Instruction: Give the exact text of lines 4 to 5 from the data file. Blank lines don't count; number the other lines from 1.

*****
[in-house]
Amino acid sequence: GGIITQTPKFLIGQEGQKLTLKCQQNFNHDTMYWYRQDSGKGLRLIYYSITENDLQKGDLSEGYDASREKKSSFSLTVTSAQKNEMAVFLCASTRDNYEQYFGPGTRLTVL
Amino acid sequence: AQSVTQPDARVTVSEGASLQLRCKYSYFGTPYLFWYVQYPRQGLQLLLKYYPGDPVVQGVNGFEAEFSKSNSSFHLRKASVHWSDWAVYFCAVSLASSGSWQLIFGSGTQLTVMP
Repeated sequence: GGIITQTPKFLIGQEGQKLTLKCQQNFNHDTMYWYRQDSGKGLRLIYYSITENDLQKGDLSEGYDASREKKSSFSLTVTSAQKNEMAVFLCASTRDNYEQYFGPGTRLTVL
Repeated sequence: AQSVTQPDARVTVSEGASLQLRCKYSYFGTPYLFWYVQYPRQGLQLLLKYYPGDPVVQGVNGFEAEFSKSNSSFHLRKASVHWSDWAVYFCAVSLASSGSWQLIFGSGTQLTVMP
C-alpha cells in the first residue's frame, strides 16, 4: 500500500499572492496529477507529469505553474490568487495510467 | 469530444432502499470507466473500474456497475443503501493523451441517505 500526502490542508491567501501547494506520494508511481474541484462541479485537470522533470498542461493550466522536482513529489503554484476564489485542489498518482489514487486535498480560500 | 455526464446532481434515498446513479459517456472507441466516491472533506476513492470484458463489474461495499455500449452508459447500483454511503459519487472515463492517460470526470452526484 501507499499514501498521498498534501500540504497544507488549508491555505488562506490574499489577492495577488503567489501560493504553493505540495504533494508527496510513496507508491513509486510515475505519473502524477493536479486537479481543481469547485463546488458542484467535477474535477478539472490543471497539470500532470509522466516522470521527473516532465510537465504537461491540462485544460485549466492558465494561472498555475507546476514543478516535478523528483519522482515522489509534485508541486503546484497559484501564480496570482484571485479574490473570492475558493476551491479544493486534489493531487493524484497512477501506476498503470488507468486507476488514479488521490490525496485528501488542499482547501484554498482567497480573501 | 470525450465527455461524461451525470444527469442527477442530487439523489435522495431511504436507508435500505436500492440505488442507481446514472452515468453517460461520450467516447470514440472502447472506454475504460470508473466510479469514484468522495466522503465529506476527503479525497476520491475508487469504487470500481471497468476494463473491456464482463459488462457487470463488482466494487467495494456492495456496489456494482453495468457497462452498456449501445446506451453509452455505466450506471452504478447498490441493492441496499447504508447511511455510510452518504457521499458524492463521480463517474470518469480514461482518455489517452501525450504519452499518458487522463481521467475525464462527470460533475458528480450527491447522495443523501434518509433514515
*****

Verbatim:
Repeated sequence: GGIITQTPKFLIGQEGQKLTLKCQQNFNHDTMYWYRQDSGKGLRLIYYSITENDLQKGDLSEGYDASREKKSSFSLTVTSAQKNEMAVFLCASTRDNYEQYFGPGTRLTVL
Repeated sequence: AQSVTQPDARVTVSEGASLQLRCKYSYFGTPYLFWYVQYPRQGLQLLLKYYPGDPVVQGVNGFEAEFSKSNSSFHLRKASVHWSDWAVYFCAVSLASSGSWQLIFGSGTQLTVMP